The Girl in the Glass by Susan Meissner
Ah, this is a difficult book for me to review. There is so much pondering and self-reflection in the first person narrative that I felt as if I were slogging through much of the time. On the other hand, the writing was well done: thoughtful prose and interesting descriptions.
Meg has always wanted to go to Florence, Italy with her father. As an adult, she's almost given up on the trip when he arranges it unexpectedly. Instead of touring Florence with her father, though, Meg finds herself alone and touring the famed city with Sofia, an older woman who is a tour guide and wants to be an author. Meg experiences a journey of discovery of the city of Florence even as she faces a journey of self-discovery.
This book was ponderous reading. It was very deep, full of self-reflection. I don't particularly like novels written in a first person narrative for this very reason. I really had a hard time reading much at a time.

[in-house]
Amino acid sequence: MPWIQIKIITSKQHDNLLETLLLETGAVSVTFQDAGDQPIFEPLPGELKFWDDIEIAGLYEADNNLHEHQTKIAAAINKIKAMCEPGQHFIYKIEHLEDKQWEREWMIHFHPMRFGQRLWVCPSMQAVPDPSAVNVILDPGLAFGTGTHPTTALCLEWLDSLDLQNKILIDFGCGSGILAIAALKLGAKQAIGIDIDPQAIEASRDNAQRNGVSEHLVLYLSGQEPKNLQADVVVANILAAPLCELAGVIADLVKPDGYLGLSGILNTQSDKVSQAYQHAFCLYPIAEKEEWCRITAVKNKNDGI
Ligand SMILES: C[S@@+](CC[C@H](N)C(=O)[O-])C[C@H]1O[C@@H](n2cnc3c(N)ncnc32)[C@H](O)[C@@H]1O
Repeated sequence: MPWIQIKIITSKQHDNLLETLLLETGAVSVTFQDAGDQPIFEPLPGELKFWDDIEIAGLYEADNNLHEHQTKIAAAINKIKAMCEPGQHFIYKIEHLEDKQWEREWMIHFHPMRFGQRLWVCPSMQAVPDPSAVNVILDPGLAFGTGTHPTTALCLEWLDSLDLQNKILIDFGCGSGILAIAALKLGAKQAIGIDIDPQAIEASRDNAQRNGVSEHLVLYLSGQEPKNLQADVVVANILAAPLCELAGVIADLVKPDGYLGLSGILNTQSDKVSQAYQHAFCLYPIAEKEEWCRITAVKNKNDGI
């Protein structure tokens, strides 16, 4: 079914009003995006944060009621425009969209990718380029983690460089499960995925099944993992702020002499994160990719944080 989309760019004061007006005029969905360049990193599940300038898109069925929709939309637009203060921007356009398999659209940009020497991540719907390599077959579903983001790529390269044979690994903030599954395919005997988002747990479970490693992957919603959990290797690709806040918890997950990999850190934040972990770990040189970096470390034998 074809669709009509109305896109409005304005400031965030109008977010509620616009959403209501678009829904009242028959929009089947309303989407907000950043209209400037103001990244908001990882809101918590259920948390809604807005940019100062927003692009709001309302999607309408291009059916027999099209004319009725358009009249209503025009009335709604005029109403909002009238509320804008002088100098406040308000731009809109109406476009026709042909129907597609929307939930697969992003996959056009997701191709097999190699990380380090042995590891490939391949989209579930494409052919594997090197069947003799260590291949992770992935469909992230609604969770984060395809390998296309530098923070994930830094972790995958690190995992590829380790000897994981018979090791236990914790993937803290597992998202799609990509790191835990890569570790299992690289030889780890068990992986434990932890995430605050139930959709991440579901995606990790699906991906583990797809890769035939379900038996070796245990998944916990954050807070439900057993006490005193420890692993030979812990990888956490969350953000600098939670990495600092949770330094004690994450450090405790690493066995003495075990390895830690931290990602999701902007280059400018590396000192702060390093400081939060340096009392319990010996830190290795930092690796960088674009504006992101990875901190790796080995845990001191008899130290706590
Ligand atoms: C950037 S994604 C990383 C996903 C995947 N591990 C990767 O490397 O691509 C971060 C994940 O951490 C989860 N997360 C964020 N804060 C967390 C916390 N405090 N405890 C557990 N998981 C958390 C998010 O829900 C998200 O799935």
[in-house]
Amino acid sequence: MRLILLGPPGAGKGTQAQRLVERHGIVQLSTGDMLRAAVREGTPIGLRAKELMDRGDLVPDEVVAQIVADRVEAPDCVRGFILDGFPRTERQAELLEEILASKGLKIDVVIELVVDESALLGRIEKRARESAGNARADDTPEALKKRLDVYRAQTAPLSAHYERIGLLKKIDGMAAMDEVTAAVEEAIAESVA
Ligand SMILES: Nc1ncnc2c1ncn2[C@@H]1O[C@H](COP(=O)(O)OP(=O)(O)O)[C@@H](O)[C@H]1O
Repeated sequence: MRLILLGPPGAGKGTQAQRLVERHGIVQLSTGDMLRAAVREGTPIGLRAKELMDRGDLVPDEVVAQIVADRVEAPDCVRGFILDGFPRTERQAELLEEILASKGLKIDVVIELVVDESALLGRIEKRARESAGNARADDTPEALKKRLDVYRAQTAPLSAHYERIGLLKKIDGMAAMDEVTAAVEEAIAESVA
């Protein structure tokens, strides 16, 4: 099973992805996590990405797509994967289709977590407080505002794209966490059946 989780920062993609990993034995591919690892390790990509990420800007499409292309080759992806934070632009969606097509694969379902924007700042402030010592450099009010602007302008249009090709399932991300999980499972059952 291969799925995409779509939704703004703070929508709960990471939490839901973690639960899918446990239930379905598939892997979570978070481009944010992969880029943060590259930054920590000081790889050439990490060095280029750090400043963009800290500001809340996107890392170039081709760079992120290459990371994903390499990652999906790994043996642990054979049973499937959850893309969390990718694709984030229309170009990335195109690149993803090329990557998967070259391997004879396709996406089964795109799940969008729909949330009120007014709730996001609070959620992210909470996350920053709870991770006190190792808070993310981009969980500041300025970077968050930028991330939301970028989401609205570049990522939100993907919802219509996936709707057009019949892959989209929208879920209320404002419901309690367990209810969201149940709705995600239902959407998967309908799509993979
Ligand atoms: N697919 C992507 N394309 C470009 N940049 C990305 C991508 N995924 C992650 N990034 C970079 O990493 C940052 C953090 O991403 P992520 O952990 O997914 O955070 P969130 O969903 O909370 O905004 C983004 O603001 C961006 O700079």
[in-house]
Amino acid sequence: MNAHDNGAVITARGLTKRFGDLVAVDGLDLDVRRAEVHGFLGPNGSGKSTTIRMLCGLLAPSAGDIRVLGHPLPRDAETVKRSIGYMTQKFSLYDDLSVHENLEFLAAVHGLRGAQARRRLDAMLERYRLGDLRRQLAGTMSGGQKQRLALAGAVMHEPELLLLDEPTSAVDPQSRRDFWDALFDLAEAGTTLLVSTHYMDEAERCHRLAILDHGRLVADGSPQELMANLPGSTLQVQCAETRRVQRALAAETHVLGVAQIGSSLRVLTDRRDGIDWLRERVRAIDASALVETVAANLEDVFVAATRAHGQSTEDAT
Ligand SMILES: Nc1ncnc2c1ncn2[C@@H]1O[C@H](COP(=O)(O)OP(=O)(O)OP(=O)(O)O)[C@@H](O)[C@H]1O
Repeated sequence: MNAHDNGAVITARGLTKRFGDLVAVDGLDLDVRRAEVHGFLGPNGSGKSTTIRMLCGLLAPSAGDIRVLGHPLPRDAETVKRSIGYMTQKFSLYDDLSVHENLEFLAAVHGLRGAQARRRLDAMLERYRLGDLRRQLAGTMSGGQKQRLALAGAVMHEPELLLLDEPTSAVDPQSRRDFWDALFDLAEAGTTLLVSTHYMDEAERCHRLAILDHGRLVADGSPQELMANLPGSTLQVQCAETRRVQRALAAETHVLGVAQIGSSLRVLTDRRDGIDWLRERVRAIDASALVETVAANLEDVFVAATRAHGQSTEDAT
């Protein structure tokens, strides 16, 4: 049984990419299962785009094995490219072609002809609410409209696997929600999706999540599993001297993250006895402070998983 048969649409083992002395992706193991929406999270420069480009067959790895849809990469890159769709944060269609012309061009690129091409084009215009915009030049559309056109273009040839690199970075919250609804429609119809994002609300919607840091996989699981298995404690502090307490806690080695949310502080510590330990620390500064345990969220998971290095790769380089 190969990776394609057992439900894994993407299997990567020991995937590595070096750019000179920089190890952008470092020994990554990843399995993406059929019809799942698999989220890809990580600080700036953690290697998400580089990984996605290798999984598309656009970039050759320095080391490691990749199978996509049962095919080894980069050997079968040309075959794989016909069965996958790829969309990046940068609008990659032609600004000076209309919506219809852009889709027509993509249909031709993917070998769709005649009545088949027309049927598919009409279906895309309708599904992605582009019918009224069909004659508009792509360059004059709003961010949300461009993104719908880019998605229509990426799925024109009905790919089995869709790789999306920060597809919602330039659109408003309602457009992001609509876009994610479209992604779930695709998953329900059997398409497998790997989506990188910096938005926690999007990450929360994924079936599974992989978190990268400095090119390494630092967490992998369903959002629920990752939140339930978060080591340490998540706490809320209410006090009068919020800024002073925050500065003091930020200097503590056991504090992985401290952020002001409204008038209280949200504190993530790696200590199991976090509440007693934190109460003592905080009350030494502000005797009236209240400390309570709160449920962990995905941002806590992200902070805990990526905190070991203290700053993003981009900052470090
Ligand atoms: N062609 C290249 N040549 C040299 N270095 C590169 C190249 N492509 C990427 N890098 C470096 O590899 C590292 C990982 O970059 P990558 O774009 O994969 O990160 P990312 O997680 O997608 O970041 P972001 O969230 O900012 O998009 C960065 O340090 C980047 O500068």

But, the book was very well-written. The theme was well-developed. The characters were memorable and likable. The story held my interest. And the ending was good and fitting.
So, despite the very heavy self-reflection, I give it 4 stars and a PG rating for content.
I received a free copy of this book from the publisher in exchange for an honest review. All opinions are entirely my own.